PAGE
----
In this electric oil on aluminum, a tree with neon-pink carved initials confronts the viewer amidst a dense forest otherwise absent of human presence. Contemporary Canadian artist Kim Dorland’s thickly applied oil paintings (in this case, on aluminum) employ a bold visual language rooted in abstraction in order to explore themes of his personal experiences: growing up impoverished, falling in love, and the challenges modern society poses to the natural environment. Dorland’s sculptural paintings are both quietly reflective and boldly visceral. In this work, strong visual elements of line, contrast, and colour evoke a frenetic and irresistible energy. The thickness of Kim Dorland’s paint application often requires bolts in its display to support the weight of the many layers of paint.
|Provenance||The Artist; Private Collection, Victoria, Canada.|
Kim Dorland is a contemporary Canadian painter best known for his visceral depictions of densely forested landscapes, trailer parks, raucous parties, and zombies. Driven equally by his fascination with the materiality of oil paint and his interest in exploring his own life experiences, Dorland’s paintings subtly explore the relationship humans have to the landscape they inhabit. His paintings offer a historical intervention on the landscape tradition in art history. Dorland’s art often includes hidden symbols that reference the relationship humans have with the landscape they inhabit. Graffiti, cars, toys and modern infrastructure populate Dorland’s landscapes. In so doing, his works challenge preconceived notions of the Canadian wilderness, especially the idea of terra nullius—the void, pristine, virgin land often idealized by historical Canadian painting and art history.
Doland’s paintings offer a fresh adaptation of the legacy of the Group of Seven, especially the bold, expressive colours and compositions of its founder Tom Thompson’s unique interpretation of the Canadian landscape. Indeed, Curator Katerina Atanassova describes Dorland as “Tom Thompson on acid.” Dorland’s aggressively contemporary take on the landscape tradition established by the Group of Seven illustrates how Canadian artists working today challenge and expand what it means to engage with nature and landscape today. In so doing, the artist forms a dialogue with celebrated twentieth century Canadian painting technique rather than a rejection of tradition. As Dorland says of his work, “when you’re dealing with only the landscape, you have to tune up the material a lot to push it into an interesting, uncomfortable place.” Dorland’s practice is also indebted to the lasting legacy of the Transcendentalist painter Emily Carr, whose works expressed a unique engagement with the west coast and in so doing urged for a regional rather than pan-Canadian nationalism rooted in an engagement with landscape.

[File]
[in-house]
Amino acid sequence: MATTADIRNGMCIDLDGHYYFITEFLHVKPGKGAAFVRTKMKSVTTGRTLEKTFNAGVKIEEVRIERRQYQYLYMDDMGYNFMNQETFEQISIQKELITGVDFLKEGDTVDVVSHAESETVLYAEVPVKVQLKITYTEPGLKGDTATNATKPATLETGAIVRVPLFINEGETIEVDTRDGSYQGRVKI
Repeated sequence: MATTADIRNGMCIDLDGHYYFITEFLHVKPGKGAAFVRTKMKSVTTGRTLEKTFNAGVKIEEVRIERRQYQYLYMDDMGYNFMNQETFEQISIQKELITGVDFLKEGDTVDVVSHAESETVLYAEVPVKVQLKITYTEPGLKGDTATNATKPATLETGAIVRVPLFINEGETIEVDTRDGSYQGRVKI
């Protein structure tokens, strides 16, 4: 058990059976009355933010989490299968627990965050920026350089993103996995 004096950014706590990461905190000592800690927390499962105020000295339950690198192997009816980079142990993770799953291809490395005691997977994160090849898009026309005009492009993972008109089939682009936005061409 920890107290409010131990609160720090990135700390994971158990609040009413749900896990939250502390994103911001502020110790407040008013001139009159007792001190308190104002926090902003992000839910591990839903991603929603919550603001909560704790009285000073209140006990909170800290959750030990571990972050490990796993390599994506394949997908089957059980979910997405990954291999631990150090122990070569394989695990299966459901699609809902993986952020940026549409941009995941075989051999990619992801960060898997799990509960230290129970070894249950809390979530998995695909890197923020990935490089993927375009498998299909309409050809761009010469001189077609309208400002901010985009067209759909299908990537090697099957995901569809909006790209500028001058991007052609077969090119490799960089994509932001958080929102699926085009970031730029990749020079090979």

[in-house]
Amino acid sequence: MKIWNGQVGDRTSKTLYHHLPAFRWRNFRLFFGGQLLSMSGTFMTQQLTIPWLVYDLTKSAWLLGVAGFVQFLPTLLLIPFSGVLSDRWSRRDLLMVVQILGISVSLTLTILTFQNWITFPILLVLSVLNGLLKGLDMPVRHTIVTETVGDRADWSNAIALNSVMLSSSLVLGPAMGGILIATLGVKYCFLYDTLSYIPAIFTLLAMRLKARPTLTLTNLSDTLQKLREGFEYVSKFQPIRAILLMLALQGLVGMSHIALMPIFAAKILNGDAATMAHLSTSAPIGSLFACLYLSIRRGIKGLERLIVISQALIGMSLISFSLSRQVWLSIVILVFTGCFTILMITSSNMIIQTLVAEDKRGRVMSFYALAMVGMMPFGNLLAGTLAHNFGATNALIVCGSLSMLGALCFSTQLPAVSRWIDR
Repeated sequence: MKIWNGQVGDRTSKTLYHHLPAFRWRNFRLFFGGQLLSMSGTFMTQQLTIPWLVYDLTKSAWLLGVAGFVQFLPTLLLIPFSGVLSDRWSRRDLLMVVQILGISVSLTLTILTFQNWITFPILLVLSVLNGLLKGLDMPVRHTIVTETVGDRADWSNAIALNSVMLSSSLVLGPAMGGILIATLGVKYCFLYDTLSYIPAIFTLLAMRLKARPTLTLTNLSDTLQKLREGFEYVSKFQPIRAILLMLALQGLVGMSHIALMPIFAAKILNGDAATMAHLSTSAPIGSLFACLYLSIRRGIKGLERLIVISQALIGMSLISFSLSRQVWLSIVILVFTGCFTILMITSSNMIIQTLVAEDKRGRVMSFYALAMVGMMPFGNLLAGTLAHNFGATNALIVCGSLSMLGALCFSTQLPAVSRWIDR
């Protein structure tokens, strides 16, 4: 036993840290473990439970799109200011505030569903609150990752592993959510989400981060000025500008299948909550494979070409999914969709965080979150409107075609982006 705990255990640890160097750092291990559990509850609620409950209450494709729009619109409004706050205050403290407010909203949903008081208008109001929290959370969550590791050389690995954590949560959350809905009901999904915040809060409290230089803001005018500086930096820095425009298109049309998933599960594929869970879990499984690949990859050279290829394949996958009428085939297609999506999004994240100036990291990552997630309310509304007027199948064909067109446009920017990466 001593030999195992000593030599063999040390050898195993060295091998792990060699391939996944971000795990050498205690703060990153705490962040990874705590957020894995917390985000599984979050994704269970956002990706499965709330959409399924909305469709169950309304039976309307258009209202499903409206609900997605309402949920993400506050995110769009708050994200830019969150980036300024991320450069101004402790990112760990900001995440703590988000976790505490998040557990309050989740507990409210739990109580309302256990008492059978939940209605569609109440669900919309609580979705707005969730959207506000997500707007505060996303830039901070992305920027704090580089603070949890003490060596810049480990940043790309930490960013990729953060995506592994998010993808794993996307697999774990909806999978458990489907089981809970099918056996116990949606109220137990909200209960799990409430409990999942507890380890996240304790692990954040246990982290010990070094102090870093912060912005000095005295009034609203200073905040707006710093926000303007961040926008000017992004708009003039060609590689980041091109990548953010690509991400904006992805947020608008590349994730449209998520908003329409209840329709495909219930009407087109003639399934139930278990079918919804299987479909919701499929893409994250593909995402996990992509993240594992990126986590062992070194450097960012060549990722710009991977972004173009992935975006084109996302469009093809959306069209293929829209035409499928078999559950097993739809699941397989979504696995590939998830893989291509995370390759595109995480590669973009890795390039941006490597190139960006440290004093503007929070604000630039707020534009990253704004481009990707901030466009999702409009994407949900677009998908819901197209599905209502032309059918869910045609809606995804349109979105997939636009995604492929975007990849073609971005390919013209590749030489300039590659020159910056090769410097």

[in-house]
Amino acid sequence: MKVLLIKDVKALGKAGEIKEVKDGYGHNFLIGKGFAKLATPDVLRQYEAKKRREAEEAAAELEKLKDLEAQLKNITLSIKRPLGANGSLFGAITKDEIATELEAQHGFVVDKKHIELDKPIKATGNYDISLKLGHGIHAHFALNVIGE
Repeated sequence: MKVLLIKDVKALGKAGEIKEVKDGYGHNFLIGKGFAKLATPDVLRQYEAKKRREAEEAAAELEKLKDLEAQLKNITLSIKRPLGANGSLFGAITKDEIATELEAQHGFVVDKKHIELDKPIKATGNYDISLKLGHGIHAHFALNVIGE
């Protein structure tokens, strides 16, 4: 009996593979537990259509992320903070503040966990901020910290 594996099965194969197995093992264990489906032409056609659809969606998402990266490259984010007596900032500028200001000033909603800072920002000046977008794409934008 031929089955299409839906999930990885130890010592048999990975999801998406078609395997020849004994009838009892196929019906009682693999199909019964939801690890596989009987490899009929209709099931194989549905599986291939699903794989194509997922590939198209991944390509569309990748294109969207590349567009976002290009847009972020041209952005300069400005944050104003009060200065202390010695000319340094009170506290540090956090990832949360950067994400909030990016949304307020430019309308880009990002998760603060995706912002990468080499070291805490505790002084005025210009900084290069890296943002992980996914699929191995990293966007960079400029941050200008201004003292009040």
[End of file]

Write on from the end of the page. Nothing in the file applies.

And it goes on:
Born in 1974 in Wainwright, Canada, Dorland went on to study at the Emily Carr Institute of Art and Design in Vancouver before earning his MFA from York University in Toronto in 2003. Dorland was also an artist-in-residence at the McMichael Canadian Art Collection in 2014. In 2017, Equinox Gallery in Vancouver featured the artist’s newest paintings in a solo show, “Nemophilia,” and he has shown widely throughout Canada and the United States.
As one of Canada’s leading contemporary painters, Dorland exhibits frequently in Canada from coast to coast at the institution and gallery level with regular art fair participation in Toronto and New York. His works are part of the collections of The Art Gallery of Alberta, Musée d’art contemporain de Montréal, Bank of Montréal, Royal Bank of Canada, and The Glenbow Museum among many other private and international collections.
Dorland lives and works in Toronto, Canada.